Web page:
Humane Skunk Removal In Arlington TN

Oh, wow...what is that smell?!  If you have ever smelled a skunk, you will never forget that scent! 

Skunks are familiar wildlife found around the Arlington TN area. The most common and recognizable skunk is the Striped Skunk, which can be found all over North America. Skunks are small animals, about the size of a domestic house cat. In the wild, the lifespan of a skunk is about three years, but they can often survive ten years in captivity.

Skunks like to hide. Skunks thrive in a variety of different environments. They nest in hollow trees, stumps and sometimes under porches and decks. If necessary, they will burrow their own den underground and use tree branches, leaves and brush for concealment.

Skunks feed on a number of sources, such as insects, grubs, berries, frogs and even small rodents. They are nocturnal and are most active at night. However, skunks will sometimes venture out during the day in search of food or to find a mate. Other than during mating season, they are solitary animals, spending most of their time alone.

Their stinky spray isn’t a weapon — it’s a warning. Like other smaller animals, the skunk’s weapons are all about self-defense, not offense. The organic sulfur-compound they eject from two small anal glands (known as a musk) is signaling to the predator, “I taste bad!” The spray warns predators to stay away. Skunks are typically not aggressive, but will spray if they feel threatened. 

Their spray is a last resort. Skunks usually avoid conflict and frequently choose flight over fight. Unless they’re suddenly startled, they will give you lots of warning before they spray. A skunk starts by lifting its tail like a flag. That lift gets the tail out of the way of the spray, but also says, “Look here; I’m a skunk. Don’t you know what skunks do? Shouldn’t you be leaving now?”

Beware if the skunk feels threatened. When skunks feel threatened, they give a warning before spraying by raising their tail, hissing, growling, and stomping their rear feet. Then they start running at you and stomping. If you don’t know what’s good for you by then, you probably deserve the spraying. (Dogs are not known for figuring out what’s good for them!)

If you happen upon a skunk and are lucky enough to see the warning, get away FAST. A skunk can spray its victim as far as 10 feet away! All of these warnings are an effort to display their smelly intentions before they actually spray, because it takes 10 to 12 days to replenish their stinky supply. The natural production of their offensive spray isn’t a quick process. It can take almost two weeks for the skunk to make enough for just a few shots.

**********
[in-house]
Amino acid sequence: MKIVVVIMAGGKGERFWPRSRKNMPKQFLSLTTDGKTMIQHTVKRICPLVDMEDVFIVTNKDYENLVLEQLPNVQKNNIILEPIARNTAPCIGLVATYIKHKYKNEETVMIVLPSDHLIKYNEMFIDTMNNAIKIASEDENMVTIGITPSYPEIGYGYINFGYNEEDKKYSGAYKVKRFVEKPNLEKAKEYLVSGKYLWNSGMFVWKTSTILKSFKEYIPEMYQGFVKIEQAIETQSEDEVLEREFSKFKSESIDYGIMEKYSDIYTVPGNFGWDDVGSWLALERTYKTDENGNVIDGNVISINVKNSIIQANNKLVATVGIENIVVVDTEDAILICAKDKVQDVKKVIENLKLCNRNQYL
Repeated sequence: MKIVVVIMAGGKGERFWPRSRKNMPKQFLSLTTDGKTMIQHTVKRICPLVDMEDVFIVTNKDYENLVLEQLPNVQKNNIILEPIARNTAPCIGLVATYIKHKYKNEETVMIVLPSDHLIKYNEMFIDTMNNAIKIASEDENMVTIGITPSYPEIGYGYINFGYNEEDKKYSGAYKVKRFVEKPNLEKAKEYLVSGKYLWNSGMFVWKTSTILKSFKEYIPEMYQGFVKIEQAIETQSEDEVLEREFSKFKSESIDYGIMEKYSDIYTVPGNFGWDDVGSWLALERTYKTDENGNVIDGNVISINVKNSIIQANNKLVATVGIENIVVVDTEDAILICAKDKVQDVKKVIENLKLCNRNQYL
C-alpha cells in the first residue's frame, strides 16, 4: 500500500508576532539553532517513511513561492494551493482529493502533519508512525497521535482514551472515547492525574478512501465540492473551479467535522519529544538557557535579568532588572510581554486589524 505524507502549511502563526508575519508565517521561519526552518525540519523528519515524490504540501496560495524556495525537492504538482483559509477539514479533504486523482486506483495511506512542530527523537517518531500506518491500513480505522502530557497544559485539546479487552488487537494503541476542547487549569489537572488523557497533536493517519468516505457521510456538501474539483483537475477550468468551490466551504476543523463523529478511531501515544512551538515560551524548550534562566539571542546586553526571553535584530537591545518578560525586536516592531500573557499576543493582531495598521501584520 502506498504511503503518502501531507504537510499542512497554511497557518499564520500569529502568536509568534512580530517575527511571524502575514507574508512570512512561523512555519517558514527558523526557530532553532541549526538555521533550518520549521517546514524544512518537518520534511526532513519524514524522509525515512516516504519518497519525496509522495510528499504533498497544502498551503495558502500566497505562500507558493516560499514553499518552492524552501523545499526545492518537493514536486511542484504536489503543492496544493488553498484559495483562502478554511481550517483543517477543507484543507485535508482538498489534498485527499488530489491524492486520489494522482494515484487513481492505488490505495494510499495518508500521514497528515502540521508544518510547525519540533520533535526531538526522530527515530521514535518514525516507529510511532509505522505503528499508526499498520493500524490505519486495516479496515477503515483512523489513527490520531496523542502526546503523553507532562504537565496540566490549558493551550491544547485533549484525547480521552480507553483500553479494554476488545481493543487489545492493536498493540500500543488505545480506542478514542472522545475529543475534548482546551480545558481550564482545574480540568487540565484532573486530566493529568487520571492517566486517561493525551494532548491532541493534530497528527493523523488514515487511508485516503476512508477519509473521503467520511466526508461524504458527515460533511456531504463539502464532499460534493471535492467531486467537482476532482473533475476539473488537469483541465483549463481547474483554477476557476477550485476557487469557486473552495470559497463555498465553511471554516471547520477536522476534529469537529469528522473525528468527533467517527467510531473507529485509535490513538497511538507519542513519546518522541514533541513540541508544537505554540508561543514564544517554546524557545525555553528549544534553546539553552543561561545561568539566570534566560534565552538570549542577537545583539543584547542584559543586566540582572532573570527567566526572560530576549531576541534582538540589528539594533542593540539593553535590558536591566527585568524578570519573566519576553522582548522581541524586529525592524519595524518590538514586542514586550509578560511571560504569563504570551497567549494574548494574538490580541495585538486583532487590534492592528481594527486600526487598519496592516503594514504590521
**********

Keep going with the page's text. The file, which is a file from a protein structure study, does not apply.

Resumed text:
Skunks are pretty easy to keep away. As nocturnal animals that avoid conflict, motion sensitive lights and lawn sprinklers are an excellent way to keep skunks out of your yard. Additionally, check around your property to seal small openings under decks, sheds or other areas that a skunk may decide is a potential den.

Skunks can cause some serious damage to your home and yard. Their powerful digging claws can make numerous holes in your lawn while searching for food. Burrowing underneath your porch to prepare their den can create instability in the foundation. Also, skunks are a major health concern as they are known carriers of rabies.

Baby skunks are born in litters of one to fifteen kittens; the skunk gestation period is 60 to 75 days. Kittens conceived at the beginning of the mating cycle by older skunks in February will be born between by the beginning of May. Kittens born to yearling mothers conceived in April will be born at the end of June. After mating, male skunks have little to do with the protection, feeding and rearing of young skunks. Rearing litters of kittens is entirely up to the female.

Baby skunks really are cute. They never lose the cuteness of those soft little ears and that little white stripe running up the nose. However, skunks really can be smelly. Even de-scented skunks have some body odor to them. A gathering of skunks is called a surfeit, which means excess, surplus, glut, or oversupply. As you can guess from the name, for most people even one skunk is far too many!

Skunks are nocturnal and most active at night. However, they will sometimes venture out during the day in search of food or to find a mate. Skunks do not hibernate. They tend to be inactive during the coldest months of winter, gathering in communal dens for warmth. The rest of the year, skunks are generally solitary, living and foraging alone.

Most of the time skunks will pass through your property and you’ll never know they were there. They are nocturnal and come out at night.  If you do see a skunk in the daytime, you should definitely leave it alone as it may have rabies.

So if you are not planning to make a household pet out of that cute little skunk, call Apex Wildlife Control. One of our highly skilled wildlife technicians will be happy to come out and remove your stinky little visitor!

If You Need Humane Skunk Removal In Arlington TN, Fill Out The Contact Form Below. 

Or Call 901-598-8555 And One Of Our Friendly Office Staff Members Will Be Happy To Help You!

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